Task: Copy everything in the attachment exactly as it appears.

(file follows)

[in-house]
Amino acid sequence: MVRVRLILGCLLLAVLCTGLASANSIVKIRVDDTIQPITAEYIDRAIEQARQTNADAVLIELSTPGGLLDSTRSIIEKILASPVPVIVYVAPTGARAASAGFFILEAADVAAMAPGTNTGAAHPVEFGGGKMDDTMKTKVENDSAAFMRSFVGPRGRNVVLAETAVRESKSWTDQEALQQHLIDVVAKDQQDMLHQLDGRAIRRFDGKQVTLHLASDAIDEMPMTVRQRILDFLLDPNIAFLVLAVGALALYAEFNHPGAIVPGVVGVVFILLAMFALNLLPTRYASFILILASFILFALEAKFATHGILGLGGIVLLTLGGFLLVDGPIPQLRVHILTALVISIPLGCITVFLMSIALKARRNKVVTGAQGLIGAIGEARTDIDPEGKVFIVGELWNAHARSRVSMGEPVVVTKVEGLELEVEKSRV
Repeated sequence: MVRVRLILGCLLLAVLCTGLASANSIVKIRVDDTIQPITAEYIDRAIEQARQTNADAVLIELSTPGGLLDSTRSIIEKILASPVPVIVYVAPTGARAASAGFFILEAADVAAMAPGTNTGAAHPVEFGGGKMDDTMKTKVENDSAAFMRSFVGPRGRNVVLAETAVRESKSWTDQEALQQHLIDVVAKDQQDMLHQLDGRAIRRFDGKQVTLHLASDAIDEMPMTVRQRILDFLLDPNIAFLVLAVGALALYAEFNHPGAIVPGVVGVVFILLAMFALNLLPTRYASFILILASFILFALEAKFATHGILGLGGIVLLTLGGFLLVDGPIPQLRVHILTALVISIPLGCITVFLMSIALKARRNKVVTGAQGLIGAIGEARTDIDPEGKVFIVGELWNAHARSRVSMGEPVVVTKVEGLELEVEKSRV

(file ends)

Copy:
[in-house]
Amino acid sequence: MVRVRLILGCLLLAVLCTGLASANSIVKIRVDDTIQPITAEYIDRAIEQARQTNADAVLIELSTPGGLLDSTRSIIEKILASPVPVIVYVAPTGARAASAGFFILEAADVAAMAPGTNTGAAHPVEFGGGKMDDTMKTKVENDSAAFMRSFVGPRGRNVVLAETAVRESKSWTDQEALQQHLIDVVAKDQQDMLHQLDGRAIRRFDGKQVTLHLASDAIDEMPMTVRQRILDFLLDPNIAFLVLAVGALALYAEFNHPGAIVPGVVGVVFILLAMFALNLLPTRYASFILILASFILFALEAKFATHGILGLGGIVLLTLGGFLLVDGPIPQLRVHILTALVISIPLGCITVFLMSIALKARRNKVVTGAQGLIGAIGEARTDIDPEGKVFIVGELWNAHARSRVSMGEPVVVTKVEGLELEVEKSRV
Repeated sequence: MVRVRLILGCLLLAVLCTGLASANSIVKIRVDDTIQPITAEYIDRAIEQARQTNADAVLIELSTPGGLLDSTRSIIEKILASPVPVIVYVAPTGARAASAGFFILEAADVAAMAPGTNTGAAHPVEFGGGKMDDTMKTKVENDSAAFMRSFVGPRGRNVVLAETAVRESKSWTDQEALQQHLIDVVAKDQQDMLHQLDGRAIRRFDGKQVTLHLASDAIDEMPMTVRQRILDFLLDPNIAFLVLAVGALALYAEFNHPGAIVPGVVGVVFILLAMFALNLLPTRYASFILILASFILFALEAKFATHGILGLGGIVLLTLGGFLLVDGPIPQLRVHILTALVISIPLGCITVFLMSIALKARRNKVVTGAQGLIGAIGEARTDIDPEGKVFIVGELWNAHARSRVSMGEPVVVTKVEGLELEVEKSRV